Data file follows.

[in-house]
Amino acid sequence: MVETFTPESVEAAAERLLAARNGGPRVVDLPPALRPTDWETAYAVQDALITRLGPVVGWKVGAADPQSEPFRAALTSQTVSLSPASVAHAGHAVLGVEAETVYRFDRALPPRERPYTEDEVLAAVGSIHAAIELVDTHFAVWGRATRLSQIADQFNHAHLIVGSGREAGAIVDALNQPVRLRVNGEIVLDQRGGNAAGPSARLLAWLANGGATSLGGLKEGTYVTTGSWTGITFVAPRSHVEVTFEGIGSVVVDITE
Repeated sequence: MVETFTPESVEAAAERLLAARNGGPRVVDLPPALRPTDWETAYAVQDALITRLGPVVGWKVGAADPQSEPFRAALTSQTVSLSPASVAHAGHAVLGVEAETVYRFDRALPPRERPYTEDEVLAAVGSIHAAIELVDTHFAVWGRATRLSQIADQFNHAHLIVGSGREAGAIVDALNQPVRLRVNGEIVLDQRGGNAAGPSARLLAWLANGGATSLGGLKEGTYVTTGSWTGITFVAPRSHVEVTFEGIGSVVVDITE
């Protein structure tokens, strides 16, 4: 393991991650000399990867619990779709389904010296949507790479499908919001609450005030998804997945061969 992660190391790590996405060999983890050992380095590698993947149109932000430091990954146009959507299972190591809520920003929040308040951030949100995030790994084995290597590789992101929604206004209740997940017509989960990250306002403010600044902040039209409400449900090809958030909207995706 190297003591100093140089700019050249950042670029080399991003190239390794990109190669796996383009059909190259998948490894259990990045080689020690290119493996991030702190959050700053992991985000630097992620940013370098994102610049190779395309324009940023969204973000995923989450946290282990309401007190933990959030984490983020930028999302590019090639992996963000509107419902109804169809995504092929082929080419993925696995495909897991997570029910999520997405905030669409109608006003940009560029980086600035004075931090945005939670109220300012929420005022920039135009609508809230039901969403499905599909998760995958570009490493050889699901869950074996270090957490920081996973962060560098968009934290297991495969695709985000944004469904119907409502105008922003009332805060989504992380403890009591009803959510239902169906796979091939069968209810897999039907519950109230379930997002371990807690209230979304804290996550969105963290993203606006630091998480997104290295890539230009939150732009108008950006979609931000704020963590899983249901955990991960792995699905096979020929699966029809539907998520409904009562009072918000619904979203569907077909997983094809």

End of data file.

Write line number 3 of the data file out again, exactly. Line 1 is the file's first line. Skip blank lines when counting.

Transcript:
Repeated sequence: MVETFTPESVEAAAERLLAARNGGPRVVDLPPALRPTDWETAYAVQDALITRLGPVVGWKVGAADPQSEPFRAALTSQTVSLSPASVAHAGHAVLGVEAETVYRFDRALPPRERPYTEDEVLAAVGSIHAAIELVDTHFAVWGRATRLSQIADQFNHAHLIVGSGREAGAIVDALNQPVRLRVNGEIVLDQRGGNAAGPSARLLAWLANGGATSLGGLKEGTYVTTGSWTGITFVAPRSHVEVTFEGIGSVVVDITE